However, there was a level of support for the FHA among several trade groups and nonprofits connected to the housing market.

‘While there is no doubt that the housing finance system needs to be reformed, the contributions that the FHA has made during this economic downturn underscore the need for a government backstop for both the primary and secondary mortgage markets,’ says Barry Rutenberg, chairman of the National Association of Home Builders. ‘In times of crisis, private financial institutions have fled the marketplace and consistently failed to step up to the plate. Without government support for home purchasing and refinancing, the nation's mortgage markets will grind to a halt, throwing the economy back into recession.’

‘It is â�¦ essential that FHA operate on a financially sound basis,’ says Mike Calhoun, president of the Center for Responsible Lending. ‘FHA has already instituted changes so that its current and more recent loans are projected to generate a profit. Those safeguards, along with the additional changes FHA announced today, should produce the additional revenue that will enable FHA to operate without a subsidy from taxpayers. Further restrictions, however, would undercut the ability of FHA to fulfill its mission.’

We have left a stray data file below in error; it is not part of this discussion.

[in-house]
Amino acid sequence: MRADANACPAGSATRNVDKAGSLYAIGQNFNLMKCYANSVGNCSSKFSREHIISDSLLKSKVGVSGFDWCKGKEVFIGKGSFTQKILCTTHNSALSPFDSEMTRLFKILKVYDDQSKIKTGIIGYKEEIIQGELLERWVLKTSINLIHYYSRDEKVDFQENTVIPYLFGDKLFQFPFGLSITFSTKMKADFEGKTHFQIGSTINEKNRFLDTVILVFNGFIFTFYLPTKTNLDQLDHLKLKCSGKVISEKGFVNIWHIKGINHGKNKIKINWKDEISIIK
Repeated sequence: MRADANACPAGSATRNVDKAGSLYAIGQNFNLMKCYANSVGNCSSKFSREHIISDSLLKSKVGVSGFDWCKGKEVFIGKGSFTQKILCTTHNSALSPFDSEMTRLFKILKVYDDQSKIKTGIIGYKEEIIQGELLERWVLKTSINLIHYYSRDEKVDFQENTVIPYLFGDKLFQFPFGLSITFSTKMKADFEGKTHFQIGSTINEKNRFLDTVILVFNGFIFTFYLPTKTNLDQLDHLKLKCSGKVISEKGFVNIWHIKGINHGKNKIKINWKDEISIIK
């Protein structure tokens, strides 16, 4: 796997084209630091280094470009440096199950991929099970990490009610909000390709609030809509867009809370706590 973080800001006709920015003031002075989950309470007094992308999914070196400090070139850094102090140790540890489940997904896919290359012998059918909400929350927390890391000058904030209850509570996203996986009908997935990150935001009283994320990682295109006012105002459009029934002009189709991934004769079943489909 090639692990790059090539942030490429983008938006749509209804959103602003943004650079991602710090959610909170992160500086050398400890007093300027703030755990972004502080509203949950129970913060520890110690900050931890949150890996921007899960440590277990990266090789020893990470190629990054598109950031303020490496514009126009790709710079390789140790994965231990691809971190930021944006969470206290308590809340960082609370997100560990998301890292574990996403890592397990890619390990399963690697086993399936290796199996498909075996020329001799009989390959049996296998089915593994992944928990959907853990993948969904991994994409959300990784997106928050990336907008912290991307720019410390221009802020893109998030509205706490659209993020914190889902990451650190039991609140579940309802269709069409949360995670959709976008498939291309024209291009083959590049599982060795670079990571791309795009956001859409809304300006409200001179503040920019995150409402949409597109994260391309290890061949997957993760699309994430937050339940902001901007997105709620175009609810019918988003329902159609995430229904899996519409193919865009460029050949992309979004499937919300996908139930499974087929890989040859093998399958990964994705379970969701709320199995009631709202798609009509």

Julia Gordon, director of housing finance and policy at the Center for American Progress, says that the actuarial report should not be construed as evidence that the FHA's ‘basic business model is broken,’ adding that the FHA has a bright future.

‘The report predicts that in several years, the agency's fund will be back in the black and the agency will resume generating revenue as it has for so many years,’ says Gordon. ‘This turnaround will be a result of market stabilization, as well as better management, targeted policy changes and adjusted premiums.’

David H. Stevens, president and CEO of the Mortgage Bankers Association (MBA), served as FHA commissioner from 2009 to 2011, but chose not to make a public comment on the story. Instead, MBA Chairwoman Debra Still spoke for the trade group.

‘While everyone had hoped for a better report, the news that the fund has gone negative is not wholly unexpected, as last year's report predicted there was a 50 percent likelihood this would occur,’ says Still. ‘The characteristics and stresses on FHA's pre-2010 books of business continue to be the source of losses, while books from 2010 onward are performing well.

‘The good news is that the steps that FHA has taken to better manage its risk in recent years have succeeded in vastly improving loan performance on more recent vintages,’ Still adds. ‘The industry welcomed many of those changes and believes that policymakers can take further steps that would stabilize FHA single family programs, starting with a rigorous look at the data driving the actuarial results and an open, robust discussion over the future of the government's role in housing finance.’